Colorado Springs Military Newspaper Group

Peterson Space Observer

Reliving history: A ‘Peterson’ connection

(U.S. Air Force photo/Staff Sgt. J. Aaron Breeden)
PETERSON AIR FORCE BASE, Colo. — Vicki Lea Huskey, daughter of Peterson AFB’s namesake, Lt. Edward Peterson, soaks in every detail about her father’s life during her first-ever visit to the base, July 2. Vicki never knew her father as she was born after his death. Vicki and her family, from Wichita, Kan., spent the day touring the museum and myriad static displays learning everything they could about Lt. Peterson. They ended the day pouring over a table laden with Peterson’s personal effects.

By Staff Sgt. Aaron Breeden and Michael Golembesky

21st Space Wing Public Affairs staff writer

PETERSON AIR FORCE BASE, Colo. — The past and present came together June 2 at the Peterson Air and Space Museum when Vicki Lea Huskey (Vicki as she likes to be called), the 70-year-old daughter of 1st Lt. Edward Joseph Peterson, was given a private tour and access to see many of her father’s personal effects.

Stepping out of the bright sun, Vicki and her family entered the Peterson Air and Space Museum, greeted by a lone mannequin resembling Lt. Peterson.

“We walked in and the first thing that caught my eye was him,” Vicki said through tears of joy. “Even though I had not been raised by him, I had seen pictures and all I could think was, ‘That’s my dad!’”

The day was full of firsts for Vicki. Namely, it was her first time visiting the base, named after her late father, since being born months after he died.

“It was overwhelming,” said Vicki. “It was overwhelming just seeing the base itself and knowing it’s named after my dad. It’s just an indescribable feeling.”

Lt. Peterson perished during a training accident in August of 1942 when the left engine of his Lockheed F-4 failed just after takeoff causing Peterson’s reconnaissance aircraft to crash. Peterson was pulled from the fiery wreck and transported to Glockner Hospital — now known as Penrose-St. Francis Hospital — where he died a few hours later from his wounds.

Vicki continued through the displays, soaking up every detail about her father whom she knew very little about. She also got a pleasant surprise from the museum curators who had recovered a scratchy phonograph recording of Lt. Peterson’s voice from a college poetry reading.

Through the dull scratching and tings of the old phonograph, Vicki said that hearing her father’s voice made her feel like a kid again.

“Hearing his voice for the very first time, it just takes you back,” said Vicki. “He reminded me of my Uncle Maurice (Peterson’s brother), but he had a deeper voice.”

When Vicki’s grandson asked where the voice was coming from, she simply said that it was his grandfather talking to him from heaven.

The group shuffled through the museum and its myriad static displays before finally working their way across the campus to the old Broadmoor hangar.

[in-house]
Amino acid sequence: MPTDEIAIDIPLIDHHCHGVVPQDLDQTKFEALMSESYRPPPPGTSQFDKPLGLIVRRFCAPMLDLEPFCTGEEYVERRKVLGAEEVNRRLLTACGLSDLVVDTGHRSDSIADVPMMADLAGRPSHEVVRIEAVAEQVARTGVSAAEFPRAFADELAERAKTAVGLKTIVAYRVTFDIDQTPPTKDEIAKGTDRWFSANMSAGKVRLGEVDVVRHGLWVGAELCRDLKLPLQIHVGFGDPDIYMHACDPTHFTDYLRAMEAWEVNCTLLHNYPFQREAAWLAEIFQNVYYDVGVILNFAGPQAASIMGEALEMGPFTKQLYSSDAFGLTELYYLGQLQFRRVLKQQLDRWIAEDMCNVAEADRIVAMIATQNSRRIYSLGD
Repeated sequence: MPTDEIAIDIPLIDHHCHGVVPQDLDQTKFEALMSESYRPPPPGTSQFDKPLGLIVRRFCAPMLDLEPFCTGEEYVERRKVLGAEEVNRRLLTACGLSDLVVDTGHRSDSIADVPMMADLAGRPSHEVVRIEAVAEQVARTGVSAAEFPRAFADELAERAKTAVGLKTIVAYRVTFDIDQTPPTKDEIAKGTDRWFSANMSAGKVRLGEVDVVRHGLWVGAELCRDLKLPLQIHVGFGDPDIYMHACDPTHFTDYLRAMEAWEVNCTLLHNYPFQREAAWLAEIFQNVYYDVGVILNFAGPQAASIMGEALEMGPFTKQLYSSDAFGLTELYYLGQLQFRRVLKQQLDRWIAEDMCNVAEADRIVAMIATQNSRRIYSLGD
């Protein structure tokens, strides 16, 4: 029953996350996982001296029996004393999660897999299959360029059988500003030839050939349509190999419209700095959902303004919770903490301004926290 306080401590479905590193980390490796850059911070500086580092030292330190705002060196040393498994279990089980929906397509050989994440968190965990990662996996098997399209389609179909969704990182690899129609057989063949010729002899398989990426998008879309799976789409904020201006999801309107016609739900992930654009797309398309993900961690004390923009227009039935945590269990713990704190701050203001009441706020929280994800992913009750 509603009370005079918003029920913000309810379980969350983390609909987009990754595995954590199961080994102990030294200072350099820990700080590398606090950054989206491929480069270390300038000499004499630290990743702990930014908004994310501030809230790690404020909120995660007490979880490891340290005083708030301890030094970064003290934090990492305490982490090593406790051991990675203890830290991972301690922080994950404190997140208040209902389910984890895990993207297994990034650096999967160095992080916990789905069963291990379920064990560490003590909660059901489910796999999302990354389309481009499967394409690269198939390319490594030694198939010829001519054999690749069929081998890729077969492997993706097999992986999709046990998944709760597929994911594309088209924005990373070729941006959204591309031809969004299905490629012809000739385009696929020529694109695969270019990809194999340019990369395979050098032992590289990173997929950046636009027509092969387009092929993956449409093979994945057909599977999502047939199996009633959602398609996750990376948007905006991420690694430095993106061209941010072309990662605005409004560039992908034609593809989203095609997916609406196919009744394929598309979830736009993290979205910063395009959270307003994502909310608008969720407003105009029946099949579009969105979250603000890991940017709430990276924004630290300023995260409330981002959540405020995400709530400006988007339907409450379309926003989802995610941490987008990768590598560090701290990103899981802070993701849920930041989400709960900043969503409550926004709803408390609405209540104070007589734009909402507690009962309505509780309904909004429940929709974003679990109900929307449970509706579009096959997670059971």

Once inside, Vicki was led to a barren room except for a long table draped in white linen, which was filled with assorted documents, newspaper clippings, photos and other items that had once belonged to her father.

Vicki sat with Gail Whalen, Peterson Air and Space Museum director, who thoroughly explained the significance of each item allowing Vicki to soak in, reminisce and discover, as she visited her father’s life from the early 1900s until his death in August of 1942.

Whalen, museum director for the past eight years, commented on how Vicki’s visit was special.

“Everyone wants to know their parents,” said Whalen. “Vicki never had a chance to meet her father, so for us to be able to put together the pieces that she’s heard over the years from her family is invaluable.

“I think the visit helped Vicki get a more complete picture of who her father was and what he and her mother experienced in their short time together,” Whalen added.

“To me it means a lot,” said Vicki. “It means that my father didn’t die for nothing … he was trying out planes to make our country safer.”

While stories like Peterson’s might seem like any other from a history book, Whalen added a reminder that many of these tales are still very real today.

“What all of us really want is a human connection to the past,” said Whalen. “Lt. Edward Peterson’s story isn’t a fairytale — it happened to three real persons — ‘Pete’ Peterson, his wife Ruth Wallrich Peterson, and his daughter, Vicki Lea Peterson.”

Peterson’s museum houses many important historical artifacts related to the evolution of Peterson AFB, but also offers history buffs with a wide array of Air Force heritage from a Minuteman missile launch control capsule used for training to an authentic Nazi Reich battle flag that once flew over a World War II Luftwaffe prisoner-of-war camp in Moosburg, Germany.

“Our museum is not just a collection of artifacts,” said Whalen. “It’s also a collection of stories. Even though we can’t capture everyone’s experience, we’re so grateful for the chance to keep a few alive.”

As John Gardner, former Secretary of Health, Education, and Welfare under President Lyndon Johnson and 1964 recipient of the Presidential Medal of Freedom said, “History never looks like history when you are living through it.”

For information about the museum, call 556-4915 or go to http://www.petemuseum.org/Index.html.

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